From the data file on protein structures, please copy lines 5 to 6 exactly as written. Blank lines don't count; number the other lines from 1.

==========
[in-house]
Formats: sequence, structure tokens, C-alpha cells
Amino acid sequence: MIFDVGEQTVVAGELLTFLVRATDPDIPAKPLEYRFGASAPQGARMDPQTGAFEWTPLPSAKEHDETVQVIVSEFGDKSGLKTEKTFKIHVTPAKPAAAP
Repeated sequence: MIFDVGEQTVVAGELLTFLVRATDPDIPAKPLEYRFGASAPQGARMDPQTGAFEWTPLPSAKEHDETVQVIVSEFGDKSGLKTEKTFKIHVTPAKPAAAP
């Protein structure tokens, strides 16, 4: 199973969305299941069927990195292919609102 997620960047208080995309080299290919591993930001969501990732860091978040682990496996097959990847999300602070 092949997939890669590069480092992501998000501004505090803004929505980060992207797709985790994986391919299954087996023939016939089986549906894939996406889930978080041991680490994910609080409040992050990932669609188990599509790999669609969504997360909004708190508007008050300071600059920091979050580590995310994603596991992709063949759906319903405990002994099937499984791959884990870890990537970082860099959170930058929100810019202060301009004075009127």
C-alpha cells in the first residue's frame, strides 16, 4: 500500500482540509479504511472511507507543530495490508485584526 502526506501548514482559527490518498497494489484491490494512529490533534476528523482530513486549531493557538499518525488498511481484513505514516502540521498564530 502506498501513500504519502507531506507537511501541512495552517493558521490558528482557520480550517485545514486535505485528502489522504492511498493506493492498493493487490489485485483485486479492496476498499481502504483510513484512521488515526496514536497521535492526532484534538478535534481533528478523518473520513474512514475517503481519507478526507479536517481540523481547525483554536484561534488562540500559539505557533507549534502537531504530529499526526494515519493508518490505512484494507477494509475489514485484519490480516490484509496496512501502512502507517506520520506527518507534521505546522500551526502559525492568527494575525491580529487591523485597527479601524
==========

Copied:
């Protein structure tokens, strides 16, 4: 199973969305299941069927990195292919609102 997620960047208080995309080299290919591993930001969501990732860091978040682990496996097959990847999300602070 092949997939890669590069480092992501998000501004505090803004929505980060992207797709985790994986391919299954087996023939016939089986549906894939996406889930978080041991680490994910609080409040992050990932669609188990599509790999669609969504997360909004708190508007008050300071600059920091979050580590995310994603596991992709063949759906319903405990002994099937499984791959884990870890990537970082860099959170930058929100810019202060301009004075009127």
C-alpha cells in the first residue's frame, strides 16, 4: 500500500482540509479504511472511507507543530495490508485584526 502526506501548514482559527490518498497494489484491490494512529490533534476528523482530513486549531493557538499518525488498511481484513505514516502540521498564530 502506498501513500504519502507531506507537511501541512495552517493558521490558528482557520480550517485545514486535505485528502489522504492511498493506493492498493493487490489485485483485486479492496476498499481502504483510513484512521488515526496514536497521535492526532484534538478535534481533528478523518473520513474512514475517503481519507478526507479536517481540523481547525483554536484561534488562540500559539505557533507549534502537531504530529499526526494515519493508518490505512484494507477494509475489514485484519490480516490484509496496512501502512502507517506520520506527518507534521505546522500551526502559525492568527494575525491580529487591523485597527479601524